In number theory, a superior highly composite number is a natural number which, in a particular rigorous sense, has many divisors. Particularly, it is defined by a ratio between the number of divisors an integer has and that integer raised to some positive power.

For any possible exponent, whichever integer has the highest ratio is a superior highly composite number. It is a stronger restriction than that of a highly composite number, which is defined as having more divisors than any smaller positive integer.

The first ten superior highly composite numbers and their factorization are listed.

# prime
factors
SHCN
n
Prime
factorization
Prime
exponents
# divisors
d(n)
Primorial
factorization
1 2 2 1 2 2 2
2 6 2 ⋅ 3 1,1 22 4 6
3 12 22 ⋅ 3 2,1 3×2 6 2 ⋅ 6
4 60 22 ⋅ 3 ⋅ 5 2,1,1 3×22 12 2 ⋅ 30
5 120 23 ⋅ 3 ⋅ 5 3,1,1 4×22 16 22 ⋅ 30
6 360 23 ⋅ 32 ⋅ 5 3,2,1 4×3×2 24 2 ⋅ 6 ⋅ 30
7 2520 23 ⋅ 32 ⋅ 5 ⋅ 7 3,2,1,1 4×3×22 48 2 ⋅ 6 ⋅ 210
8 5040 24 ⋅ 32 ⋅ 5 ⋅ 7 4,2,1,1 5×3×22 60 22 ⋅ 6 ⋅ 210
9 55440 24 ⋅ 32 ⋅ 5 ⋅ 7 ⋅ 11 4,2,1,1,1 5×3×23 120 22 ⋅ 6 ⋅ 2310
10 720720 24 ⋅ 32 ⋅ 5 ⋅ 7 ⋅ 11 ⋅ 13 4,2,1,1,1,1 5×3×24 240 22 ⋅ 6 ⋅ 30030

For a superior highly composite number n there exists a positive real number ε such that for all natural numbers k smaller than n we have

${\displaystyle {\frac {d(n)}{n^{\varepsilon ))}\geq {\frac {d(k)}{k^{\varepsilon ))))$

and for all natural numbers k larger than n we have

${\displaystyle {\frac {d(n)}{n^{\varepsilon ))}>{\frac {d(k)}{k^{\varepsilon ))))$
where d(n), the divisor function, denotes the number of divisors of n. The term was coined by Ramanujan (1915).[1]

For example, the number with the most divisors per square root of the number itself is 12; this can be demonstrated using some highly composites near 12.

${\displaystyle {\frac {2}{2^{.5))}\approx 1.414,{\frac {3}{4^{.5))}=1.5,{\frac {4}{6^{.5))}\approx 1.633,{\frac {6}{12^{.5))}\approx 1.732,{\frac {8}{24^{.5))}\approx 1.633,{\frac {12}{60^{.5))}\approx 1.549}$

120 is another superior highly composite number because it has the highest ratio of divisors to itself raised to the .4 power.

${\displaystyle {\frac {9}{36^{.4))}\approx 2.146,{\frac {10}{48^{.4))}\approx 2.126,{\frac {12}{60^{.4))}\approx 2.333,{\frac {16}{120^{.4))}\approx 2.357,{\frac {18}{180^{.4))}\approx 2.255,{\frac {20}{240^{.4))}\approx 2.233,{\frac {24}{360^{.4))}\approx 2.279}$

The first 15 superior highly composite numbers, 2, 6, 12, 60, 120, 360, 2520, 5040, 55440, 720720, 1441440, 4324320, 21621600, 367567200, 6983776800 (sequence A002201 in the OEIS) are also the first 15 colossally abundant numbers, which meet a similar condition based on the sum-of-divisors function rather than the number of divisors. Neither set, however, is a subset of the other.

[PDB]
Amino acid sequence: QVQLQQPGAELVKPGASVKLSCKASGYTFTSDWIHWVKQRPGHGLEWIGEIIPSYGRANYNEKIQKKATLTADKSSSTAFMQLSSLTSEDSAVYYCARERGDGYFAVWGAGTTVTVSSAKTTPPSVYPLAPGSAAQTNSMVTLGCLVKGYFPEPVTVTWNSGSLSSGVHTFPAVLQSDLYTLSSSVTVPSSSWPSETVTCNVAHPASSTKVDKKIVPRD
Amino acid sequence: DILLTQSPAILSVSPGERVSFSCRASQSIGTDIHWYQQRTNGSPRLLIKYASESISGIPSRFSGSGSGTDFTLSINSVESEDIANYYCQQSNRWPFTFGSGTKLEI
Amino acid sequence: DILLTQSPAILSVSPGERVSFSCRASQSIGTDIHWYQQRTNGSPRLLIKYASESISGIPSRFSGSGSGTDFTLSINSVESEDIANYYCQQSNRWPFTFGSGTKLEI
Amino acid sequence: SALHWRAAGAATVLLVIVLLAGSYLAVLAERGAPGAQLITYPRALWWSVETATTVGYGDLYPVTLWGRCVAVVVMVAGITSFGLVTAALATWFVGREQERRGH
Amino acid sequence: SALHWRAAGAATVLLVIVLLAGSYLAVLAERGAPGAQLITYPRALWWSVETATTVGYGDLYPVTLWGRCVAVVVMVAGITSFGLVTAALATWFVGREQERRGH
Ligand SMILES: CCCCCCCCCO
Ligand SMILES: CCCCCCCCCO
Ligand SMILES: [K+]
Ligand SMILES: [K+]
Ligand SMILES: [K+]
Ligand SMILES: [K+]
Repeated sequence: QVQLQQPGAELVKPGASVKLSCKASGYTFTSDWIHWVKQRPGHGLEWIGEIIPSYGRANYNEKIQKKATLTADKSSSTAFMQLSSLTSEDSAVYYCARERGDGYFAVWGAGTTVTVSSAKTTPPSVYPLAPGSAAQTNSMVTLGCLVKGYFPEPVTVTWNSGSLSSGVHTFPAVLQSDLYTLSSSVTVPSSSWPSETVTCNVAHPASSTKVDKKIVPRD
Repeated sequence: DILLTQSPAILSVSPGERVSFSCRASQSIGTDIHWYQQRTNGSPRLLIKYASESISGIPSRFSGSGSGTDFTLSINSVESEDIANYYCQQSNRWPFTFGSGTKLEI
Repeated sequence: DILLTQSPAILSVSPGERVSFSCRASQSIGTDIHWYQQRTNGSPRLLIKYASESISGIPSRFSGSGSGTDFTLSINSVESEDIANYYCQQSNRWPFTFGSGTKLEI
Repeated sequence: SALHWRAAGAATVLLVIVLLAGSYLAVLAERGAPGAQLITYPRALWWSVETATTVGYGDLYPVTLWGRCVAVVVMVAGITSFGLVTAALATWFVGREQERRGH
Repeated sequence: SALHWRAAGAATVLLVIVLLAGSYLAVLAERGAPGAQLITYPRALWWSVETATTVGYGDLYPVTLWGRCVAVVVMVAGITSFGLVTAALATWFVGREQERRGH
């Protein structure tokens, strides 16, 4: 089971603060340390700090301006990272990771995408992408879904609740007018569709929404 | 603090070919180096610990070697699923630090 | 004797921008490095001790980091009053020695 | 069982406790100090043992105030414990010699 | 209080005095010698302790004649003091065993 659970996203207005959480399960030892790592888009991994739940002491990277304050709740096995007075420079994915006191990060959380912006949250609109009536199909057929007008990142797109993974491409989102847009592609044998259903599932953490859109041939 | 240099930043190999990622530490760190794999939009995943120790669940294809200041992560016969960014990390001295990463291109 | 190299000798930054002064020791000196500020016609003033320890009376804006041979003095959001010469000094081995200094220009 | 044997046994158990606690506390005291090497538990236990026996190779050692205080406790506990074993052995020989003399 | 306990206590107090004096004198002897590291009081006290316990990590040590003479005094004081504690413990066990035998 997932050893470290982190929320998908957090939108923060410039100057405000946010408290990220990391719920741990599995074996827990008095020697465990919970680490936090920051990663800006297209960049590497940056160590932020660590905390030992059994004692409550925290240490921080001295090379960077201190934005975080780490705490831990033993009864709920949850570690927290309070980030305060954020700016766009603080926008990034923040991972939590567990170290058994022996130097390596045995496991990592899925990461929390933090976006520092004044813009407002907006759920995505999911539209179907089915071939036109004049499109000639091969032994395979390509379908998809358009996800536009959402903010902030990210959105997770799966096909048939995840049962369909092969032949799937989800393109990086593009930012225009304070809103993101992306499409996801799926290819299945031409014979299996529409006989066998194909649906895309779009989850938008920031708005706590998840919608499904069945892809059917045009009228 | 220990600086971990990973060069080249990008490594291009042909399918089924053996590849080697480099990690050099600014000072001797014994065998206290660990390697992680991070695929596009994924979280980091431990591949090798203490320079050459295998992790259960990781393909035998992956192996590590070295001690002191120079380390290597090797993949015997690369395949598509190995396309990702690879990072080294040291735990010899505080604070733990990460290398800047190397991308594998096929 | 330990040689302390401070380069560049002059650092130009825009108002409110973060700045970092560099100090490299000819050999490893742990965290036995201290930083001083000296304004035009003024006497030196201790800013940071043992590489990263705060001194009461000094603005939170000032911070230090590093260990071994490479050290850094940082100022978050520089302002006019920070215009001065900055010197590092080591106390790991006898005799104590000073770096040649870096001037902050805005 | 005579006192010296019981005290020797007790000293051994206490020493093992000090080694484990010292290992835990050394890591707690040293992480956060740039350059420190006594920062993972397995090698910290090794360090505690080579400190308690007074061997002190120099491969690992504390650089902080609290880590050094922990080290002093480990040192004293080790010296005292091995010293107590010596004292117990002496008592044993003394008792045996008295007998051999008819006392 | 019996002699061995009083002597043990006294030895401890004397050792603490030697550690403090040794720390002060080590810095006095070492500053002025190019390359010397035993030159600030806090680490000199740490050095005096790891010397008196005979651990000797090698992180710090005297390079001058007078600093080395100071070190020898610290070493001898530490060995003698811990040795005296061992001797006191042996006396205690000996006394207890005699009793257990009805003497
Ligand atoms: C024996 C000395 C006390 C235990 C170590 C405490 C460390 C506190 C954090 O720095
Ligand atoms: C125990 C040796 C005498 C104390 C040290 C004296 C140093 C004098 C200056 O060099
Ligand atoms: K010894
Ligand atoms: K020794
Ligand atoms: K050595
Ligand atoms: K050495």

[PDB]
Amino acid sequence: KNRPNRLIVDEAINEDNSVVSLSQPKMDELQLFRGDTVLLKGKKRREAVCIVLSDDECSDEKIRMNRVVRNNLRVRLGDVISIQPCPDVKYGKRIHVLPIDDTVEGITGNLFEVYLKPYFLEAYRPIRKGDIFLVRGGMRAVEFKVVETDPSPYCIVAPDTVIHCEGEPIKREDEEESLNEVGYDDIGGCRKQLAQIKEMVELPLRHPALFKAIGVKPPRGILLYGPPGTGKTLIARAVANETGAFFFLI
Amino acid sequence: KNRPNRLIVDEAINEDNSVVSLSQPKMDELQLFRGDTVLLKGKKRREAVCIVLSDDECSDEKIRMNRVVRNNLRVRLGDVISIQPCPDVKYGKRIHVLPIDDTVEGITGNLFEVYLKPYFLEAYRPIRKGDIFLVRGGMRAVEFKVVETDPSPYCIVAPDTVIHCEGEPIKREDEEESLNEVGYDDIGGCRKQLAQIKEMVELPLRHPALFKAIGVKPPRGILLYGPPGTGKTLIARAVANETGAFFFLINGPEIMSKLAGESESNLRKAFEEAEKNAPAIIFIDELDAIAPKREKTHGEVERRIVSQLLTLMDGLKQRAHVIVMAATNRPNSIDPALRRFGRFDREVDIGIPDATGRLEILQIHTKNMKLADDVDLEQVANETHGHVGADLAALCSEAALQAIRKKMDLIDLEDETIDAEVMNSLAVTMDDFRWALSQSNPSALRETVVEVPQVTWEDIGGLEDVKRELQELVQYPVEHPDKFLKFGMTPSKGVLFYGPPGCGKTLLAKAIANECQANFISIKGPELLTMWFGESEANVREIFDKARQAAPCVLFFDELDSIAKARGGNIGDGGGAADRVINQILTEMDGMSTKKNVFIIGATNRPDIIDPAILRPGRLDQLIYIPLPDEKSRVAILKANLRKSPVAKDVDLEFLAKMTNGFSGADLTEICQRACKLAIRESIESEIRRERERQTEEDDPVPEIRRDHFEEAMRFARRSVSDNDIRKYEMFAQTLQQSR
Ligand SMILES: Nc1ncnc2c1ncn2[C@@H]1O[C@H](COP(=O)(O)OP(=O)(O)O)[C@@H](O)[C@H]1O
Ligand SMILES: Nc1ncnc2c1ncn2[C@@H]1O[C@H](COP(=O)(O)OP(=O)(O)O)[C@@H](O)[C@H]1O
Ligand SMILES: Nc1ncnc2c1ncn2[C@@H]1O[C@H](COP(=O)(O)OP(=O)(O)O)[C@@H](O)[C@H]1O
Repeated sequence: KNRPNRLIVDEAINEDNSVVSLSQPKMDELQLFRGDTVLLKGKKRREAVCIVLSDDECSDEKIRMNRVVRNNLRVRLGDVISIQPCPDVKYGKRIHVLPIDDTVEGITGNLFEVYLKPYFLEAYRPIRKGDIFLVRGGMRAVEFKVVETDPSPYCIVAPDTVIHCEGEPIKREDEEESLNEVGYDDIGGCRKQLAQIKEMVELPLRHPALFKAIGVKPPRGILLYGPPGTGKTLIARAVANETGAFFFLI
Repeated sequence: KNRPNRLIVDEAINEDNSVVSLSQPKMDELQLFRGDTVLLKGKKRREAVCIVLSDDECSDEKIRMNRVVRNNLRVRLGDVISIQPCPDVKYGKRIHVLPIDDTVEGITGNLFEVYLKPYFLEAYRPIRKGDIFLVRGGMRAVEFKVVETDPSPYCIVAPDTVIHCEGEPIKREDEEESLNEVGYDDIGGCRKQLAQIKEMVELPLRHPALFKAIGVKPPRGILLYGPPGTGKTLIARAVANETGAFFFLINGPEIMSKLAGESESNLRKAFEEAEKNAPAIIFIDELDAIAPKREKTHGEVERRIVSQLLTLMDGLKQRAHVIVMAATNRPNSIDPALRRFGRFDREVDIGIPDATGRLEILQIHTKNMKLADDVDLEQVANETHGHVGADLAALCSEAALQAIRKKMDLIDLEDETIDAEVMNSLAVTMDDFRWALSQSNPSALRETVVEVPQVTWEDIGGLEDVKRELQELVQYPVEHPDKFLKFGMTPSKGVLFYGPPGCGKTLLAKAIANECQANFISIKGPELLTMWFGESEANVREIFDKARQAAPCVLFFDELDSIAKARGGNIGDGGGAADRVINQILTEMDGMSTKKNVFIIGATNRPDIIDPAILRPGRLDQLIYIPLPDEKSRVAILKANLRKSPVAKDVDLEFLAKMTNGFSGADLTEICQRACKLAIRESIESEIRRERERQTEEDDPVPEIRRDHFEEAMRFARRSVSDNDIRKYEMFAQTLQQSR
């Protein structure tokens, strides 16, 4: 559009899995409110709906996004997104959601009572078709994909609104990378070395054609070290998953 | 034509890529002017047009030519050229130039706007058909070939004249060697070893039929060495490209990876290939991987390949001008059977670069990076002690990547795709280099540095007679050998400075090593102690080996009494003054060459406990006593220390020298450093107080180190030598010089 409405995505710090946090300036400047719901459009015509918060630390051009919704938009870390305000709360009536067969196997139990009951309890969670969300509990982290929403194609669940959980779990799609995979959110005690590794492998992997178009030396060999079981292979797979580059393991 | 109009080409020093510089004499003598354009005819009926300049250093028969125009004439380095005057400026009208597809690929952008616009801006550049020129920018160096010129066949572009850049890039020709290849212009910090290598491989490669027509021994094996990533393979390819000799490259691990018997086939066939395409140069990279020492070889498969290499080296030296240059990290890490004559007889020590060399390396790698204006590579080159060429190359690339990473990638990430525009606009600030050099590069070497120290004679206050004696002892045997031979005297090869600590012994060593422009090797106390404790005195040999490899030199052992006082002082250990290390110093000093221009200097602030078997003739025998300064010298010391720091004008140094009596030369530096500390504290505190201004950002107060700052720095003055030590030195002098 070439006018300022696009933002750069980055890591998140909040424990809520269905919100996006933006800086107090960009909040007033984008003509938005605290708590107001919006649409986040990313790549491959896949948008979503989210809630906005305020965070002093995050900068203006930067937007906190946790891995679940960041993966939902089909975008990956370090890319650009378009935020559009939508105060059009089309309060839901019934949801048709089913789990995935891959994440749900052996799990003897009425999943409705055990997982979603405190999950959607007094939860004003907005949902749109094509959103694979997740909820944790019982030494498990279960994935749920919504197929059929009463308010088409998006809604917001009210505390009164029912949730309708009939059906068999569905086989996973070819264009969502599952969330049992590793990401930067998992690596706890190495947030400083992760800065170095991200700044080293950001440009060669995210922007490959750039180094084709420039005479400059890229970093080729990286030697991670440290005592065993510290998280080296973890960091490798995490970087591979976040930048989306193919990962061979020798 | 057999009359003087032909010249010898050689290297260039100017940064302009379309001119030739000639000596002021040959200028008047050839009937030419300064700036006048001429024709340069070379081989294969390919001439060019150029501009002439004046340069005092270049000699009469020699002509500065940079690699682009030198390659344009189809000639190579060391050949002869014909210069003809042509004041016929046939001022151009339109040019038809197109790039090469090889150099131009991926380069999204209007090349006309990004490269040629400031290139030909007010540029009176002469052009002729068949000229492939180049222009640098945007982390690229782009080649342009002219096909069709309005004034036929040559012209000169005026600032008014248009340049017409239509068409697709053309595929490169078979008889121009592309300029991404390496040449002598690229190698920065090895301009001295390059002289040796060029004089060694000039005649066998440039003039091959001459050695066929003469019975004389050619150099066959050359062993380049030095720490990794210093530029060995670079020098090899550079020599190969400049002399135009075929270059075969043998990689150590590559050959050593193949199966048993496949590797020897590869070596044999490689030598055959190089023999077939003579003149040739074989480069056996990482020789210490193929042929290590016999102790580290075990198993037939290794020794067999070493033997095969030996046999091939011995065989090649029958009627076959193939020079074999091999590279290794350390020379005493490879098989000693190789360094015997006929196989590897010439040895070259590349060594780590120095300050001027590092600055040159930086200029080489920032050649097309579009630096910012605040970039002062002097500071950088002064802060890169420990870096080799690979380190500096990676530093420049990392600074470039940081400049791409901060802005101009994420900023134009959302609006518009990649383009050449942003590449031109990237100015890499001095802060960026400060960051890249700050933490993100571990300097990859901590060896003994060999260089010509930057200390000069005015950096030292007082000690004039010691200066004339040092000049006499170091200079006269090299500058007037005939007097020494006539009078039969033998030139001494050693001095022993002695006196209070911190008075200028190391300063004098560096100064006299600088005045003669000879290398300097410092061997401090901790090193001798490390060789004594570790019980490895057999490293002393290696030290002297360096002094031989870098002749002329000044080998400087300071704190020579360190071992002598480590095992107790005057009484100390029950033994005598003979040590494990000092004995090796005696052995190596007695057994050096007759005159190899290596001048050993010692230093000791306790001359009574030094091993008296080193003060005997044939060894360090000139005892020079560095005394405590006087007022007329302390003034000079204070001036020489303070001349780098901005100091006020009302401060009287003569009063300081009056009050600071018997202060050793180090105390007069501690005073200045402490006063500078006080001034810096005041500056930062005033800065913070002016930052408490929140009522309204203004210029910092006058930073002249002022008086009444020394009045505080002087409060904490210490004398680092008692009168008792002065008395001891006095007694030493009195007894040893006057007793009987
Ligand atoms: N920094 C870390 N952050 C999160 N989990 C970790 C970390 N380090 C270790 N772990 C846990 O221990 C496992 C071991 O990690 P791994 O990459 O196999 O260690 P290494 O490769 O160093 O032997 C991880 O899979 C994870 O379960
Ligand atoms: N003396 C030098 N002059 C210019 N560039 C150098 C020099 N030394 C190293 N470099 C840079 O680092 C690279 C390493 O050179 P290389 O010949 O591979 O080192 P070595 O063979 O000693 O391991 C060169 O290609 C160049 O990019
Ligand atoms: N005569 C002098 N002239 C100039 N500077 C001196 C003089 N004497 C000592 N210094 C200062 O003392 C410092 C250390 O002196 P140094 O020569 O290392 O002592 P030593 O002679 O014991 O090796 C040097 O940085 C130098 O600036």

## Properties

All superior highly composite numbers are highly composite. This is easy to prove: if there is some number k that has the same number of divisors as n but is less than n itself (i.e. ${\displaystyle d(k)=d(n)}$, but ${\displaystyle k), then ${\displaystyle {\frac {d(k)}{k^{\varepsilon ))}>{\frac {d(n)}{n^{\varepsilon ))))$ for all positive ε, so if a number "n" is not highly composite, it cannot be superior highly composite.

An effective construction of the set of all superior highly composite numbers is given by the following monotonic mapping from the positive real numbers.[2] Let

${\displaystyle e_{p}(x)=\left\lfloor {\frac {1}((\sqrt[{x}]{p))-1))\right\rfloor }$
for any prime number p and positive real x. Then
${\displaystyle s(x)=\prod _{p\in \mathbb {P} }p^{e_{p}(x)))$
is a superior highly composite number.

Note that the product need not be computed indefinitely, because if ${\displaystyle p>2^{x))$ then ${\displaystyle e_{p}(x)=0}$, so the product to calculate ${\displaystyle s(x)}$ can be terminated once ${\displaystyle p\geq 2^{x))$.

Also note that in the definition of ${\displaystyle e_{p}(x)}$, ${\displaystyle 1/x}$ is analogous to ${\displaystyle \varepsilon }$ in the implicit definition of a superior highly composite number.

Moreover, for each superior highly composite number ${\displaystyle s'}$ exists a half-open interval ${\displaystyle I\subset \mathbb {R} ^{+))$ such that ${\displaystyle \forall x\in I:s(x)=s'}$.

This representation implies that there exist an infinite sequence of ${\displaystyle \pi _{1},\pi _{2},\ldots \in \mathbb {P} }$ such that for the n-th superior highly composite number ${\displaystyle s_{n))$ holds

${\displaystyle s_{n}=\prod _{i=1}^{n}\pi _{i))$

The first ${\displaystyle \pi _{i))$ are 2, 3, 2, 5, 2, 3, 7, ... (sequence A000705 in the OEIS). In other words, the quotient of two successive superior highly composite numbers is a prime number.

## Radices

The first few superior highly composite numbers have often been used as radices, due to their high divisibility for their size. For example:

Bigger SHCNs can be used in other ways. 120 appears as the long hundred, while 360 appears as the number of degrees in a circle.

## Notes

1. ^ Weisstein, Eric W. "Superior Highly Composite Number". mathworld.wolfram.com. Retrieved 2021-03-05.
2. ^ Ramanujan (1915); see also URL http://wwwhomes.uni-bielefeld.de/achim/hcn.dvi